Eloi Laurent, in his biographical sketch of Rama Yade (see previous post), raises an interesting point:
[Yade] carries the hope that
will finally acknowledge cultural harmony as the defining issue of its future, leaving aside the national obsession with generational conflict inherited from May 1968. France
This is a penetrating comment, but it risks being misinterpreted if read hastily. May '68 symbolizes generational conflict in two senses. Most obviously, it was a revolt of the generation that came of age in the 60s against its elders. More profoundly, however, it marked the advent of a new cohort, the group born around 1945, whose destiny was to be markedly different from that of later as well as earlier cohorts. The most thorough interpretation of this shift, as well as of the new conflict it portended, is that of Louis Chauvel, Le Destin des générations : Structure sociale et cohortes en France au XXe siècle. Chauvel notes among other things that this cohort reaped disproportionate benefits from the rapid expansion of "superior" positions for which the chief qualification was the possession of an advanced educational certificate of one sort or another. Access to such positions became more difficult for members of later cohorts with equivalent educational credentials. A mismatch between the educational system and the labor market thus led to generational resentment against the May '68 generation.
To some extent the resolution of this conflict is independent of the political shift of which Eloi takes Yade as the symbol. The impending retirement of la génération '68 will to a degree eliminate the blockage. The shrinkage of the state, which Sarkozy's structural reforms will entail (reductions in the number of functionaries in various administrations, most notably education and finance, have already been promised), will have the opposite effect, however. Cadre-level positions will vanish, and it was the expansion of such posts that absorbed so many soixante-huitards. To be sure, the hope is that the private sector will take up the slack, and that university reform will result in a cohort of graduates with profiles better suited to the skill requirements of private-sector employers. There is no assurance that this will happen, however.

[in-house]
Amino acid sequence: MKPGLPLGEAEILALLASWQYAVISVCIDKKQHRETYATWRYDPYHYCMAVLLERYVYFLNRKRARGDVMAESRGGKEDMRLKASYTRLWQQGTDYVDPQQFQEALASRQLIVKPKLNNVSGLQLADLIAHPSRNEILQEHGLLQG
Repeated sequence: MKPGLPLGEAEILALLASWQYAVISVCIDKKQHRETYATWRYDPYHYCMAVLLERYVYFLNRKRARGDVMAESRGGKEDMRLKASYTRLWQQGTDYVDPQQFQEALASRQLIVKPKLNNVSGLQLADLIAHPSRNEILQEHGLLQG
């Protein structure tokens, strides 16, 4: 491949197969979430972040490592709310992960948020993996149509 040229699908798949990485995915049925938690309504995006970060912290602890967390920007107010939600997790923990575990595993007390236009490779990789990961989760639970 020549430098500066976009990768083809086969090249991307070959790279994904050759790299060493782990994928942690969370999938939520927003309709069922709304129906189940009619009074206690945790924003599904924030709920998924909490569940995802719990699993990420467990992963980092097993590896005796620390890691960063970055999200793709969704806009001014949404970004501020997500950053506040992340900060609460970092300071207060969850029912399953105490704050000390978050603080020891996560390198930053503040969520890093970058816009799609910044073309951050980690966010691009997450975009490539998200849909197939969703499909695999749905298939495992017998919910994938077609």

If graduates continue to find entry-level jobs commensurate with their own estimate of their worth elusive, resentment will persist, but it may cease to be generational resentment. The problem will no longer be that suitable jobs are already filled by elders intent on feathering their own nests at the expense of the young and hungry. It will rather be that the positions no longer exist, and how blame for that eventuality might be apportioned is anyone's guess. Such bitterness might in fact exacerbate the racial divide that Eloi hopes a newfound "cultural harmony" will alleviate. One saw this kind of division in embryo during the anti-CPE demonstrations, which only accentuated the cultural gap between the university students in the vanguard of that action and the suburban youths who had preceded them into the streets some months earlier.
Indeed, as Eloi points out, Yade symbolizes a classic form of upward social mobility in France: meritocratic ascent via the institutions of the state. If competition for a dwindling number of places intensifies, however, the educational system, as the guarantor of merit, will be placed under increasing pressure to lock down the gates. Those most disadvantaged at the start will have the hardest time elbowing their way through the narrowed portals.